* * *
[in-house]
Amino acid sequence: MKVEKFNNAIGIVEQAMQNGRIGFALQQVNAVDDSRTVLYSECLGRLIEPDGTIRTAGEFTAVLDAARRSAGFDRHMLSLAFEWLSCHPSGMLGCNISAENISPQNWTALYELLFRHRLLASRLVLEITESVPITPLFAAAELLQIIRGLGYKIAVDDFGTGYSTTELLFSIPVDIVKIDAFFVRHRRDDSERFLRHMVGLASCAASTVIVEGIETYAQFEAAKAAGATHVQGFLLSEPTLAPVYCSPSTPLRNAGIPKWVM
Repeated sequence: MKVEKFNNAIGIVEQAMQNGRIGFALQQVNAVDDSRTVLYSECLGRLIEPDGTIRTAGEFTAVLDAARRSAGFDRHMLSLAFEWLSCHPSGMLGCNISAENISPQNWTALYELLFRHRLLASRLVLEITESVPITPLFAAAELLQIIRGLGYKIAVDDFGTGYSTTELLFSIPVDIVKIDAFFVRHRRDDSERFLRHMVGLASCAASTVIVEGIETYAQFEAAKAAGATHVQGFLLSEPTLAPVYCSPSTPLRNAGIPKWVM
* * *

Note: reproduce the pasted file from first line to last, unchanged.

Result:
[in-house]
Amino acid sequence: MKVEKFNNAIGIVEQAMQNGRIGFALQQVNAVDDSRTVLYSECLGRLIEPDGTIRTAGEFTAVLDAARRSAGFDRHMLSLAFEWLSCHPSGMLGCNISAENISPQNWTALYELLFRHRLLASRLVLEITESVPITPLFAAAELLQIIRGLGYKIAVDDFGTGYSTTELLFSIPVDIVKIDAFFVRHRRDDSERFLRHMVGLASCAASTVIVEGIETYAQFEAAKAAGATHVQGFLLSEPTLAPVYCSPSTPLRNAGIPKWVM
Repeated sequence: MKVEKFNNAIGIVEQAMQNGRIGFALQQVNAVDDSRTVLYSECLGRLIEPDGTIRTAGEFTAVLDAARRSAGFDRHMLSLAFEWLSCHPSGMLGCNISAENISPQNWTALYELLFRHRLLASRLVLEITESVPITPLFAAAELLQIIRGLGYKIAVDDFGTGYSTTELLFSIPVDIVKIDAFFVRHRRDDSERFLRHMVGLASCAASTVIVEGIETYAQFEAAKAAGATHVQGFLLSEPTLAPVYCSPSTPLRNAGIPKWVM